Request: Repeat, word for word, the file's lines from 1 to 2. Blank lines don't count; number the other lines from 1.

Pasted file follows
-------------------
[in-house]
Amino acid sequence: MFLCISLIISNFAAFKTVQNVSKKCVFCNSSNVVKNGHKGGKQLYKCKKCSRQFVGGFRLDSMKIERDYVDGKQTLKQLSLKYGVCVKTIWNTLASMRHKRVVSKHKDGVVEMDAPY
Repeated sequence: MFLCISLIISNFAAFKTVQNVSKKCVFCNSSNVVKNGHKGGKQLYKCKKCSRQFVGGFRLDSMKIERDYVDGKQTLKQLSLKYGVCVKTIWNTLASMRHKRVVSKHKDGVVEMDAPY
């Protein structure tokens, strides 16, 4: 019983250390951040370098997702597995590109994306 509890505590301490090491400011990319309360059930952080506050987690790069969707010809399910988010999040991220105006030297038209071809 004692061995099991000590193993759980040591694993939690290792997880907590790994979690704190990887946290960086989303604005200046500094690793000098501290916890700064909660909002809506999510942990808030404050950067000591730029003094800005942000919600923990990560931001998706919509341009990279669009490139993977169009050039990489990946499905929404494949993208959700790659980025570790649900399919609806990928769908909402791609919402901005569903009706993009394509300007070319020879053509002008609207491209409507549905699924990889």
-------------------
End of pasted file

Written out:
[in-house]
Amino acid sequence: MFLCISLIISNFAAFKTVQNVSKKCVFCNSSNVVKNGHKGGKQLYKCKKCSRQFVGGFRLDSMKIERDYVDGKQTLKQLSLKYGVCVKTIWNTLASMRHKRVVSKHKDGVVEMDAPY